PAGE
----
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Cefepime is used to treat respiratory tract infection like lung infection (pneumonia), urinary tract infections such as kidney infection (pyelonephritis), skin and soft tissue infections, intra-abdominal Infections, and fever associated with low white blood cells called neutrophils (febrile neutropenia).

How it works

Cefepime belongs to group of medicines called cephalosporin antibiotics. It kills the bacteria by interrupting the bacterial cell wall (outer coating of bacteria) formation. As a result, the bacterial cell wall is weakened and ruptured, thereby killing the bacteria.

Common side effects

Vomiting, Nausea, Itchy rash, Acne-like rash, Bloody diarrhea, Confusion, Convulsion, Shortness of breath, Sore mouth, Sore throat, Stomach pain, Watery diarrhoea, Chills, Fever


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Expert advice

  • Do not start or continue the cefepime and consult your doctor if you have kidney, liver or blood clotting disorder, stomach or bowel problems, poor nutrition, or if you are taking drugs like aminoglycosides (e.g. gentamycin) and diuretics (e.g. furosemide).
  • Caution should be taken when given to the children < 2 months old or to patients with diabetes as it may affect the results for urine glucose tests.

Frequently asked questions


Q. Is cefepime beta lactam, penicillin, or sulfa drug?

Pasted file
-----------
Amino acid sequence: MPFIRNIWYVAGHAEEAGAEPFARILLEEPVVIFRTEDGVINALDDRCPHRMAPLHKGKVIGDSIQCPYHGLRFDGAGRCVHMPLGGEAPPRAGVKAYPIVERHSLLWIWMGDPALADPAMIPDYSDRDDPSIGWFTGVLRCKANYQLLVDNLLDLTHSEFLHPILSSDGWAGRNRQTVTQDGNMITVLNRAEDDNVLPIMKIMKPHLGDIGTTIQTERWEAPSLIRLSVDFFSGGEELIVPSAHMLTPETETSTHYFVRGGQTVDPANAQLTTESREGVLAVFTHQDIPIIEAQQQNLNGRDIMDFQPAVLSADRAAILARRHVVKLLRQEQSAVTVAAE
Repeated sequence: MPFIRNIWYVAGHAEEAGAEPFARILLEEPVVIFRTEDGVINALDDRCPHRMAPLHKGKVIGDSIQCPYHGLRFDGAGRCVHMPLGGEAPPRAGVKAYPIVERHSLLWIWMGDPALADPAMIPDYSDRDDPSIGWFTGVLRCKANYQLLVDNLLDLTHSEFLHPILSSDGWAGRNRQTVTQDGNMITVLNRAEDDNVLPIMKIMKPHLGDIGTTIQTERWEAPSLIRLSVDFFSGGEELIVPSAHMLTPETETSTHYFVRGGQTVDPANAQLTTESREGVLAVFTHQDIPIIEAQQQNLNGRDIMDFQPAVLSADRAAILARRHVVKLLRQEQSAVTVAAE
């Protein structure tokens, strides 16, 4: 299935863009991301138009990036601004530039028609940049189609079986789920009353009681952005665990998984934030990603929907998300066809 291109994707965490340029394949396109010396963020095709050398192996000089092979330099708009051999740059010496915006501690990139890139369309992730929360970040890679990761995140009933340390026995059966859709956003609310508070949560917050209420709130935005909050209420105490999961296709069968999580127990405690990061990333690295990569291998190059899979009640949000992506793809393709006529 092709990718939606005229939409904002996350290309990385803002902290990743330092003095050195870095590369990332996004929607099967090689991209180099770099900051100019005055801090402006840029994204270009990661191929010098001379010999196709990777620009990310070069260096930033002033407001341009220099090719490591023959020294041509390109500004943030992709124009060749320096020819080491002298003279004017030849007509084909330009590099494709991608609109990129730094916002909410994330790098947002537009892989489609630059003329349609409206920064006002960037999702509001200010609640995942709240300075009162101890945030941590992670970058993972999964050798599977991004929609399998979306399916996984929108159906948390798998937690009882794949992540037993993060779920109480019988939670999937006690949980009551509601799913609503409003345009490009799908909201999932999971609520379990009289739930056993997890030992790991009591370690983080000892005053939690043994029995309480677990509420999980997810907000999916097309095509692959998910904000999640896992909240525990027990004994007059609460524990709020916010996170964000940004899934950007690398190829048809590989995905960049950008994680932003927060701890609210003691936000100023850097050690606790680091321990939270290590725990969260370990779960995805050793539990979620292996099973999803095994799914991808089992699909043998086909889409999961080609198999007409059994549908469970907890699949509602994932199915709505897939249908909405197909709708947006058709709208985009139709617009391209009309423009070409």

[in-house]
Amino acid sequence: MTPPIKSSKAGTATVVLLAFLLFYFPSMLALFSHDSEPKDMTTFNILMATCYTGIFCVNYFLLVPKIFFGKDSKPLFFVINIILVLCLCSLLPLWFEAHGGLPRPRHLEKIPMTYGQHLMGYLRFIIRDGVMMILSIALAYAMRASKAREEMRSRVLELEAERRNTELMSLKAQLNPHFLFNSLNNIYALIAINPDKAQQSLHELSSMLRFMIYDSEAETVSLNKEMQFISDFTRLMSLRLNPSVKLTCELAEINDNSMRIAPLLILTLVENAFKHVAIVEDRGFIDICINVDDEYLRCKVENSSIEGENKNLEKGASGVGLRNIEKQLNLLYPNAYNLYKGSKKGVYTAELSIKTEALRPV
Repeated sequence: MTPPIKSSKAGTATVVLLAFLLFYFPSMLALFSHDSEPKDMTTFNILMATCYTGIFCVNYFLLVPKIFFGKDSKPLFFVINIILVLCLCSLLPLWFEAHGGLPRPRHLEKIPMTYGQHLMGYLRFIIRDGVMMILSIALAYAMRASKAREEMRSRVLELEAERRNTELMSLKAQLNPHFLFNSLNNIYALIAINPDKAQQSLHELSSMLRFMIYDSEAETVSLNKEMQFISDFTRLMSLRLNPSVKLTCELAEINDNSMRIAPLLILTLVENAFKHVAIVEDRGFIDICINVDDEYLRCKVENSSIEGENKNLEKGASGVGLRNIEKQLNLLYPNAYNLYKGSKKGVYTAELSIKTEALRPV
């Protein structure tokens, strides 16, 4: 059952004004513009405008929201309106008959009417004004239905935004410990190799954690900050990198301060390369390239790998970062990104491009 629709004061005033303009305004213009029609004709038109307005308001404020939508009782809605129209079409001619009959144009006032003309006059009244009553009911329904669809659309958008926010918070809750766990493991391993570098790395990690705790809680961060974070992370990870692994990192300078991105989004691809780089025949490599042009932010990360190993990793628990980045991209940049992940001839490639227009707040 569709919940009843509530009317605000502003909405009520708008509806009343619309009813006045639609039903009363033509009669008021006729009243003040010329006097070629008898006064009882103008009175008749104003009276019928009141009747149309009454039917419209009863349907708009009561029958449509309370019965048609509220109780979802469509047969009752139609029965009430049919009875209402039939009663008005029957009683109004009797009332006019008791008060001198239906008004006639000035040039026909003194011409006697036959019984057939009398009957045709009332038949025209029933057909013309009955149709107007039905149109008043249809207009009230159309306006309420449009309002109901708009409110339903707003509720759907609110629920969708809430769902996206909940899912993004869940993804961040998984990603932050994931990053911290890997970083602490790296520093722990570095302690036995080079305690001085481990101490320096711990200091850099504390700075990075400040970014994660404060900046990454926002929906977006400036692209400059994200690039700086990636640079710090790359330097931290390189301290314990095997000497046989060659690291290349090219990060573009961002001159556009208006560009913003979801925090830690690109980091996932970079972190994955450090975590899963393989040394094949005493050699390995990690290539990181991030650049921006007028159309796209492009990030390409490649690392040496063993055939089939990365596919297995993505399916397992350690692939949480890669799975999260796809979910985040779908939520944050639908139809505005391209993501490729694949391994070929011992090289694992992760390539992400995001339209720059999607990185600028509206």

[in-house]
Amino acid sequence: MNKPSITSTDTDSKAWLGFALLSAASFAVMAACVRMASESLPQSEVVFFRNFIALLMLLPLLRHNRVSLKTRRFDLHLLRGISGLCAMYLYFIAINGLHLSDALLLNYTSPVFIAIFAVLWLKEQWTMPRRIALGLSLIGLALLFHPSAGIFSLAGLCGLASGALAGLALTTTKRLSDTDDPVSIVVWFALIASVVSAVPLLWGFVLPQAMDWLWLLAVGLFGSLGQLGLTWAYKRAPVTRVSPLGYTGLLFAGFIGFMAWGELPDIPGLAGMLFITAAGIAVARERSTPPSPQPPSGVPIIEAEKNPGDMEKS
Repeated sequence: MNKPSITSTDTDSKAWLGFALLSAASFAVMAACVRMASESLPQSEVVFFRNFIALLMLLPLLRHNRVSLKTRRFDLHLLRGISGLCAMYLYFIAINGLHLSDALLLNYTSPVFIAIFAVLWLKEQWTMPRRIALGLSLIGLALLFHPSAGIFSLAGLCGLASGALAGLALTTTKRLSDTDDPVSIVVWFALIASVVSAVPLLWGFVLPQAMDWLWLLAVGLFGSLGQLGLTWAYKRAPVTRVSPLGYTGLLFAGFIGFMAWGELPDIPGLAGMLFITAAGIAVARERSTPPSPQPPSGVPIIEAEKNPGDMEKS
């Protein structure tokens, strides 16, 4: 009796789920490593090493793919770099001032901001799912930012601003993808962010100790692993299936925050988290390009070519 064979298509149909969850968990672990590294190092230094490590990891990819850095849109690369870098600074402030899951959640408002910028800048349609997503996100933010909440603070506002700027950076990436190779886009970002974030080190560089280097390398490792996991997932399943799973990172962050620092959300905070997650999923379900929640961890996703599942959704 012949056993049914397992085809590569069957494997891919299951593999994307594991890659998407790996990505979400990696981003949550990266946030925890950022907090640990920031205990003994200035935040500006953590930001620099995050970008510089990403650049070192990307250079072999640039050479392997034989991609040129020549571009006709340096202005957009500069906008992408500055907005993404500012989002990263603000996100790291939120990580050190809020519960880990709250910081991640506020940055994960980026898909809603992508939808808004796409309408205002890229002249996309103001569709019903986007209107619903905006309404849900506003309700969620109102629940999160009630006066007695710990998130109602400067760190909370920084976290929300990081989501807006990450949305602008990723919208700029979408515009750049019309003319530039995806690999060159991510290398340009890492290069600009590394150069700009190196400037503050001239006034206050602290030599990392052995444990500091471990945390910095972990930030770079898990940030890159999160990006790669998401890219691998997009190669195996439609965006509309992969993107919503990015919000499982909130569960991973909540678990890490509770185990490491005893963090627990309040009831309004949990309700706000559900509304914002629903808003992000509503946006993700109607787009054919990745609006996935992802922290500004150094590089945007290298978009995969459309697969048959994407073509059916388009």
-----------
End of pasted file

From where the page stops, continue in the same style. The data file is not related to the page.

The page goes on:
Cefepime does not contain sulfa and is not a penicillin drug. It is a beta lactam cephalosporin antibiotic.
Q. Is cefepime broad spectrum bacteriostatic or bactericidal?
Cefepime is a broad spectrum bactericidal antibiotic.
Q. Is cefepime compatible with lactated ringer's, normal saline, or vancomycin?
Cefepime is compatible with lactated ringer’s or normal saline. Solutions of cefepime should not be added to vancomycin. However, if concurrent therapy with cefepime is indicated, vancomycin can be administered separately. Please consult your doctor before taking the drug.
Q. Is cefepime a vesicant?
No, cefepime is not a vesicant drug.
Q. What organisms does cefepime cover?
Cefepime is mainly effective against methicillin-sensitive Staphylococcus aureus (mssa), gram-negative bacteria, klebsiella, Group B streptococci but not effective against enterococcus, methicillin-resistant Staphylococcus aureus (mrsa), or anaerobes such as mycoplasma.

Content on this page was last updated on 30 September, 2016, by Dr. Varun Gupta (MD Pharmacology)